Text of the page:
Glencore and Rusal Ask LME to Lift Suspension on Trading of Rusal’s Aluminium
13 May 2018 by Staff
Citing the Trump administration’s extension for complying with the sanctions it placed upon U.C. Rusal, Anglo-Swiss mining and trading firm Glencore plc has joined with the Russian miner in petitioning the London Metal Exchange to temporarily lift the suspension on Rusal’s aluminium.
Sources revealed to Reuters on Friday that the request had been made, but were unable to provide any further detail. Glencore and Rusal remained mum on the subject.
The sanctions placed upon Rusal last month prompted the LME to suspend trading of the firm’s metal shortly thereafter, as the LME and its members sought to ensure any and all metal delivered was not under U.S. sanction.
Though the sanctions were initially slated to go into effect in early June, the administration bowed to pressure shortly after and issued General Licence 14 (GL-14), which extended the deadline to October 23, with the proviso that the deal was inked prior to the imposition of sanctions on April 6. Such is the case with the current agreement between Rusal and Glencore, which is for 14.5 million metric tons from 2012 through the end of this year.
“Glencore is a big player in the aluminium market, they want to be able to put Rusal’s metal on LME warrant until October,” an unnamed source opined to Reuters.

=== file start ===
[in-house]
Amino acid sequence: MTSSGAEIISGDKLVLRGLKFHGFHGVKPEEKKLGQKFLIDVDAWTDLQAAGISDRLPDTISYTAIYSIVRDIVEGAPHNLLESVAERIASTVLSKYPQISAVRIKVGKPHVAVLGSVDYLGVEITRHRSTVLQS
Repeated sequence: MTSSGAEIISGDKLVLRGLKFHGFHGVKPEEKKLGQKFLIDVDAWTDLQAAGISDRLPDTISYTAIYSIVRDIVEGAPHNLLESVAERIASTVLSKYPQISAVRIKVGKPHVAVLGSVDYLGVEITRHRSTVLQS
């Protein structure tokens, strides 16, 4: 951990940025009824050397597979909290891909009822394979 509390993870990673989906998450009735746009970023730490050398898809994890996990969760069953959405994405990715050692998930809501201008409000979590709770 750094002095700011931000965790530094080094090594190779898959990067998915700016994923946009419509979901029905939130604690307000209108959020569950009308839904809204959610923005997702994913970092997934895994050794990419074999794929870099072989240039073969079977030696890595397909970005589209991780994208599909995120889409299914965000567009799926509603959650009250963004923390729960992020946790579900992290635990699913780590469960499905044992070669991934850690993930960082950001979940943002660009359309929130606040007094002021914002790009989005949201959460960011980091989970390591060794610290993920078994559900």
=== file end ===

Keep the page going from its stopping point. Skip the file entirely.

“The pressure to lift sanctions is coming from Switzerland, from Glencore and others who buy aluminium from Rusal, they want the LME to review the suspension, lift it and bring it into line with the extension.”
“The LME understands there are concerns in the market about how it could be established that metal was GL-14 compliant,” commented a spokesperson for the LME.
“Unless or until a process could be implemented that would give sufficient comfort for the market as to GL-14 compliance — including that any post-designation metal was supplied under pre-designation contracts — the temporary conditional suspension will remain in effect.”
Although determining whether a specific ingot was smelted prior to the sanctions’ imposition is easy enough, sources who spoke to Reuters noted the difficulty in determining whether it complied with GL-14, as such a determination of the terms of the original agreement and the amounts involved.
“There would be a lot of work involved in making sure metal delivered to the LME isn’t under sanction,” explained a commodity trader to Reuters.
“They (the LME) will be talking to lawyers, regulators, members and probably the (British) government. It would be dangerous for the LME to make a unilateral decision.”